I might as well add my 2 cents on NATE and training.
I have done training the last 7 years. I have found there are good young and older techs. There are some not too good young and older techs. There are people who can learn in seminars and some that use field experience as their seminar. The only down side to learning in the field is when being taught by others in the field and you also learn their old bad habits. The classroom will teach the proper way it should be done. That does not mean it is the only way to do something. An instructor should teach the whys of why something is done not just how. Take a look at the idea of pumping away from the expansion tank. This came about almost 50 years ago. There are many who do not do it today. Return side circulators may have been the way they were taught or the way they always have done it. An instructors job is to teach why it must be moved. The circulators have changed, so old 3 piece circulators removed air with water volume and the wet rotor pumps must do it by adding pressure to the system. If the instructor just says it must be moved the why was not answered.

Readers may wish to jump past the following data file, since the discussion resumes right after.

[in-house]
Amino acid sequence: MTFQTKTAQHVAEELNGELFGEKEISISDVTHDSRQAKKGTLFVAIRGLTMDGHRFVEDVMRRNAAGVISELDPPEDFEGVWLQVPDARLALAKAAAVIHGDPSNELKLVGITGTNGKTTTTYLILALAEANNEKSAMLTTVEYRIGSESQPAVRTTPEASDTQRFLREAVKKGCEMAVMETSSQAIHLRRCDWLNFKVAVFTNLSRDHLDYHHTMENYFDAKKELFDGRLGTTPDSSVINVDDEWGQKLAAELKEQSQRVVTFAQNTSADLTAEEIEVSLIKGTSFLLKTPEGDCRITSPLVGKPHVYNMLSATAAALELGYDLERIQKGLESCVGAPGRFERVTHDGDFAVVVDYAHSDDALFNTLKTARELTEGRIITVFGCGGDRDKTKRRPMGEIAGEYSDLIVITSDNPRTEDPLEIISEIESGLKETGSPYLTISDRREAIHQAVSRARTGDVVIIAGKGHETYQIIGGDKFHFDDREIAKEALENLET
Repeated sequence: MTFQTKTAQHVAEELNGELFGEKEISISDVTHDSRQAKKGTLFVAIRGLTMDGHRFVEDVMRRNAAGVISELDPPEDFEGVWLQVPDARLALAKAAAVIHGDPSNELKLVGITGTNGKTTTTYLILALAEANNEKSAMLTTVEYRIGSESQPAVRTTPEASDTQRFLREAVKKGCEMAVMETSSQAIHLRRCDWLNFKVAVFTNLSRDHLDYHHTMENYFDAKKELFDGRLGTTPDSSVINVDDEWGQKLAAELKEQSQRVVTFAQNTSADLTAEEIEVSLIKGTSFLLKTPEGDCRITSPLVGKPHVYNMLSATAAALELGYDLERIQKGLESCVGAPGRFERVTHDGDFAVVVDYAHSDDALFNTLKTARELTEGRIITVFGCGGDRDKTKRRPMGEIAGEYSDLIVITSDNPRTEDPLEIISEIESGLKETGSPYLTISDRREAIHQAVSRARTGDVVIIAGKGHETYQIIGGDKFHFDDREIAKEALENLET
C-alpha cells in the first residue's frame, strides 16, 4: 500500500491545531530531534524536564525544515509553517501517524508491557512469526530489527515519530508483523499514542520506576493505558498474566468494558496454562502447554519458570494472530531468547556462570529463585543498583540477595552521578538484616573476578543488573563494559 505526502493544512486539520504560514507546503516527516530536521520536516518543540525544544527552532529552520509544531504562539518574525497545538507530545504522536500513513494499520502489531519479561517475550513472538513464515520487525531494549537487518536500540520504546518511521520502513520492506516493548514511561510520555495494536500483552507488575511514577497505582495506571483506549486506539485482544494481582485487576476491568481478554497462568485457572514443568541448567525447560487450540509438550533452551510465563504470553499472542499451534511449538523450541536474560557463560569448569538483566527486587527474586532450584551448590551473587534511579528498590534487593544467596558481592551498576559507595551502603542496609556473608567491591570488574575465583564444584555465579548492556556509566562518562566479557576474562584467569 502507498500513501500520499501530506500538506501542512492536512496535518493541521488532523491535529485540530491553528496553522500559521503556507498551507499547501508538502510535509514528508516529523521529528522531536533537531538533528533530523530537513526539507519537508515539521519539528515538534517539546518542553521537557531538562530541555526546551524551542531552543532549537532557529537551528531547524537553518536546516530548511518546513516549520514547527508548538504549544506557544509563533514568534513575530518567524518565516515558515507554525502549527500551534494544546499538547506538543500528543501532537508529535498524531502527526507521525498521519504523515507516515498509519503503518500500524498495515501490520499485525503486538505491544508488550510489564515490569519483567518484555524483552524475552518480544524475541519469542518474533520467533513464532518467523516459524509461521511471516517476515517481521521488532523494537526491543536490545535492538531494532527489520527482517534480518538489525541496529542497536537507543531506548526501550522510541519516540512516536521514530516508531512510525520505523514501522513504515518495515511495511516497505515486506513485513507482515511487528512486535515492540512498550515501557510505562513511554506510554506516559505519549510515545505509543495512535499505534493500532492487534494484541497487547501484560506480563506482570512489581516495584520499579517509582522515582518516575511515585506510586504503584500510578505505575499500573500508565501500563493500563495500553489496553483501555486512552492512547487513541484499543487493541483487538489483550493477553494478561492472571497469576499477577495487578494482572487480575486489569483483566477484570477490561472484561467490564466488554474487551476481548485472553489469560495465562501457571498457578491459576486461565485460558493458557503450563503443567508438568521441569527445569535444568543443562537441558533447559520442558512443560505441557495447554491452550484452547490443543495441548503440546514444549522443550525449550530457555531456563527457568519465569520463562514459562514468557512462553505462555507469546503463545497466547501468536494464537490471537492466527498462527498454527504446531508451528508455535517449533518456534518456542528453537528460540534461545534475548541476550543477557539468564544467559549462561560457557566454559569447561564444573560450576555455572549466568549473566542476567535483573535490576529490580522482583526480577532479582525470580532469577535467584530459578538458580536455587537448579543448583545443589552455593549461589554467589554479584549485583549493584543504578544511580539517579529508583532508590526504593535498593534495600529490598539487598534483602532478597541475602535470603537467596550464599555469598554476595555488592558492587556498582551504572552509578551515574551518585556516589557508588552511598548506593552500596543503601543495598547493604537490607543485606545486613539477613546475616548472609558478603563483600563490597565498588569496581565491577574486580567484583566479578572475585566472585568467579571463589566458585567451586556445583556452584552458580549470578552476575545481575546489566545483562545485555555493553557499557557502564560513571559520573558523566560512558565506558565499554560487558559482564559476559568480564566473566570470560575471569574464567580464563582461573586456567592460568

The industry is changing so rapidly today we need schools to keep up with the changes. I see in my classes some people do not apply what they learn when I need to visit the problem job site after the class. The class gives you the basics and a better understanding of how it is supposed to work but no school will take the place of, after learning the basis building you own troubleshooting skills and fact finding missions.
Very well put.